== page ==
Two tools I use all the time. Neither is free, and since my strong bias is to use free tools where possible, these are some really impressive editors.
IntelliJ IDEA For all my Java needs. It’s got more features and is more usable than any other Java IDE out there. The only downsides are that it’s not free, and there are about a half-dozen keyboard shortcuts you have to get down before you achieve anything like full Zen mastery (well, and it could be nicer about the way it arranges tabs in the editor). I converted one of my teams to IntelliJ largely by just using it in team programming session. (Sample comment: “You don’t seem to be typing very much”). IntelliJ is so good at using the class and type information that it single-handedly makes it useful to have static typing.
There are a couple of killer features that I miss horribly when using another tool, like the control-n series of shortcuts to browse classes, files, or symbols in the project. Even better, in the search box, the search is camel-case aware. So if you type MBGC, it’ll match the class MyBigGoofyClass, or the symbol makeBeveragesGreeenCoffee. It’s brilliant, completely intuitive and makes searches through the code very quick. Ten seconds after you try it once, you’re hooked.
Another cool feature – a help menu item that lists cool features along with a count of how often you use them, so you can see what neat stuff you are missing out on.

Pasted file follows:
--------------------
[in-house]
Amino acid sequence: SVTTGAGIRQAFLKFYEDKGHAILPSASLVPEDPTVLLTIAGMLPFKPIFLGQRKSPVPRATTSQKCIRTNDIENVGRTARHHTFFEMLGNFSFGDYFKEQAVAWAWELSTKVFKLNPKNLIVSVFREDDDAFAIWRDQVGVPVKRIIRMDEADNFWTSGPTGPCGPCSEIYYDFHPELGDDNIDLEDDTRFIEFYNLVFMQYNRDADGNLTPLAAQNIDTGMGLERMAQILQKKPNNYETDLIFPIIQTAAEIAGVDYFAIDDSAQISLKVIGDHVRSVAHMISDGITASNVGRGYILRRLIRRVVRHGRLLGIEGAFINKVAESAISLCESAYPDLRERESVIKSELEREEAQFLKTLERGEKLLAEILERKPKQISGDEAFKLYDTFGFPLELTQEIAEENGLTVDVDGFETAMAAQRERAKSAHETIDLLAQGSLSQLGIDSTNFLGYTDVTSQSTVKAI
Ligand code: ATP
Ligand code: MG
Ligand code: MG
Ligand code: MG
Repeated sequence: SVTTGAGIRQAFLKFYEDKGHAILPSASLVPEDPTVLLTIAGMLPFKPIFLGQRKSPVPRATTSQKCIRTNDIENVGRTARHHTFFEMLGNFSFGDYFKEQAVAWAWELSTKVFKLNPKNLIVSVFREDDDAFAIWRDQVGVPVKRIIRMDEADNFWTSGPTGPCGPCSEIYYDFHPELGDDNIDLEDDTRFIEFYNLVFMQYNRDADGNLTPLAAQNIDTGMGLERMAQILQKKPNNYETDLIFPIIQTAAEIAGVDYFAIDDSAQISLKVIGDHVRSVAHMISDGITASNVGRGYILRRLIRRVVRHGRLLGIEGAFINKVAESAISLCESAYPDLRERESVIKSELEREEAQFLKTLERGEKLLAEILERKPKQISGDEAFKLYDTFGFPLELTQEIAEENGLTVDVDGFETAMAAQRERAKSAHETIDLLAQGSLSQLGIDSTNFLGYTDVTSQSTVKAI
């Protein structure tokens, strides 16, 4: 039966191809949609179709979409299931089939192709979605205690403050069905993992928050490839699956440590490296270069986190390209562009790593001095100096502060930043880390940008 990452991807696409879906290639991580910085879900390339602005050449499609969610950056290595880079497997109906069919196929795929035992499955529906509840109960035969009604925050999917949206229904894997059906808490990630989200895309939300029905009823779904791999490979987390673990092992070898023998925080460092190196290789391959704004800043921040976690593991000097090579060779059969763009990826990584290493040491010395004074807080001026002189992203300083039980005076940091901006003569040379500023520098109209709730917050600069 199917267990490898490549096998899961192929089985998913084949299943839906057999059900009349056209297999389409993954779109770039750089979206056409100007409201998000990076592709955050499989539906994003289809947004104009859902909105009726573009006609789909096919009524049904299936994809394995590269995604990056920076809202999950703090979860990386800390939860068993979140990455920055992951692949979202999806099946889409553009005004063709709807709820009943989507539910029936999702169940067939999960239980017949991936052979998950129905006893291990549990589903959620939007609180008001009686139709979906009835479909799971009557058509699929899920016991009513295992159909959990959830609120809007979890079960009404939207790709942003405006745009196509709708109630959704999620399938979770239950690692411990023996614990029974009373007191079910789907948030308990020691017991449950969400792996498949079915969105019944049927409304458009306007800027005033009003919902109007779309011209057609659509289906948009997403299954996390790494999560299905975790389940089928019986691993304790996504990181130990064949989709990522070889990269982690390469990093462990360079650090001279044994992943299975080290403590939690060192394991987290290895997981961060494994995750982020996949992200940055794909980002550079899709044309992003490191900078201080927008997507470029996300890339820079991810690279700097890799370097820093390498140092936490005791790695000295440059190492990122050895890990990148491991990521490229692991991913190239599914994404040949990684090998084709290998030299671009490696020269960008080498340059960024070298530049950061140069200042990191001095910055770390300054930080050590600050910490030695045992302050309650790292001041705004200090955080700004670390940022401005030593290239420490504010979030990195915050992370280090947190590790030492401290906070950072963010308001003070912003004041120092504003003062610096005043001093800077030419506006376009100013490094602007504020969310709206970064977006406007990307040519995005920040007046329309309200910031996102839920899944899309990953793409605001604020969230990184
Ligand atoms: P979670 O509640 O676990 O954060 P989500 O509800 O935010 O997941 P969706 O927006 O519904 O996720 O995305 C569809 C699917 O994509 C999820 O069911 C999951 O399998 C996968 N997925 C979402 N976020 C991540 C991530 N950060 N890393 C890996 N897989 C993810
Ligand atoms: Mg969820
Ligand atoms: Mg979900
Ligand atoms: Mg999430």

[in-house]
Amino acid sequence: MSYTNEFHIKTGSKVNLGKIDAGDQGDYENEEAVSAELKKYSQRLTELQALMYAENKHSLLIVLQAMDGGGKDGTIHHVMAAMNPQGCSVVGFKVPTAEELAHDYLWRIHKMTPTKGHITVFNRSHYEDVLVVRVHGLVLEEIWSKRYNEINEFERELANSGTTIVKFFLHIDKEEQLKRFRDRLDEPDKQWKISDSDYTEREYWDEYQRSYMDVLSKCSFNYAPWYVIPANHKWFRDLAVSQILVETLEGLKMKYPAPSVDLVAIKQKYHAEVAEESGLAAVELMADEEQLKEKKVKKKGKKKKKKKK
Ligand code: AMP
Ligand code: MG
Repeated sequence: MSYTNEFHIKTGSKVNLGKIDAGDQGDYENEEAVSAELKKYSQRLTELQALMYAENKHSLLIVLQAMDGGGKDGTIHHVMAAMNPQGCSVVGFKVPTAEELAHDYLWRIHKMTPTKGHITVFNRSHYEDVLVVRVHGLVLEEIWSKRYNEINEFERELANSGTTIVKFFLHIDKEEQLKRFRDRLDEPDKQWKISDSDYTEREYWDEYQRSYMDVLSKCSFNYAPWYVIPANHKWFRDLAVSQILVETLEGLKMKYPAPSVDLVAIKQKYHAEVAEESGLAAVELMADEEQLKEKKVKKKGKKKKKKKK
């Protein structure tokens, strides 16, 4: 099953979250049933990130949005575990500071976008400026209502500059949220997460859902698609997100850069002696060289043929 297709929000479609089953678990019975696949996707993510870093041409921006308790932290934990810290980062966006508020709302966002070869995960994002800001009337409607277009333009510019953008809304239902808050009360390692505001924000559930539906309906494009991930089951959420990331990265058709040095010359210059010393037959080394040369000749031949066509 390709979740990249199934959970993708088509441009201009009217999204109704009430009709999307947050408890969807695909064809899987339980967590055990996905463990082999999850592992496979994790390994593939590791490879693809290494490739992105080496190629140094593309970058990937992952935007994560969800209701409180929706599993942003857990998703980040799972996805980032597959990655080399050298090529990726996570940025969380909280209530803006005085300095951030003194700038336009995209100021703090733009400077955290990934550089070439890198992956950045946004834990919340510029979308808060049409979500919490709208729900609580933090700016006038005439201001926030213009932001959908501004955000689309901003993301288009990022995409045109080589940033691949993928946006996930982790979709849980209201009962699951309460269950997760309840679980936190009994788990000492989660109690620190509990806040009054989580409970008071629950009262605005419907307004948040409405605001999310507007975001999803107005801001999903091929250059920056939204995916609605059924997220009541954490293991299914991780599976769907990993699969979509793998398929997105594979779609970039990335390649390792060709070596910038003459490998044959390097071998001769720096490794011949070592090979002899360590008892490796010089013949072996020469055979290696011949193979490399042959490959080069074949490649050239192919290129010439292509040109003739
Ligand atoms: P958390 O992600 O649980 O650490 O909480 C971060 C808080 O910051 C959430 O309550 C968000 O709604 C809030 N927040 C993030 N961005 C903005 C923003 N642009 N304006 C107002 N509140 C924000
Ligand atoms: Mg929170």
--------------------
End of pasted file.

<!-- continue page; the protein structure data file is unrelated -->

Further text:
TextMate My Mac-based editor of choice for everything other than Java. The Mac editor wars (BBEdit vs. Everybody Else) do sometimes reach a fever pitch normally associated only with critical topics like Emacs vs Vi. So I don’t want this to be a bash on other Mac editors – if I want to do that, I’ll do another post. Besides, if what you are doing works for you, more power to you. What I like about TextMate is that it really was built from the bottom up to be scriptable, which gives it a tremendous amount of flexibility and power to handle different file modes, integrate shortcuts, run scripts from TextMate, just easy as could be to use that stuff, and even pretty easy to create new commands. Biggest quibbles are the single-keystroke only Undo, which I understand as a design choice even as I find it kind of frustrating, and the project mode, which is useless to me, at least partially because it will only display like five tabs across before going to the overflow menu, and that’s just not enough.
Killer feature: select a chunk of text, type the left half of an enclosing pair, like a left paren or bracket. Rather than replace the selected text with the keypress, which is almost never what you want to do, TextMate will surround the selected text with the enclosing pair, which is so useful that I try and fail to use this in all my other editors now. And yes, the list of enclosing pairs is adjustable for each file mode.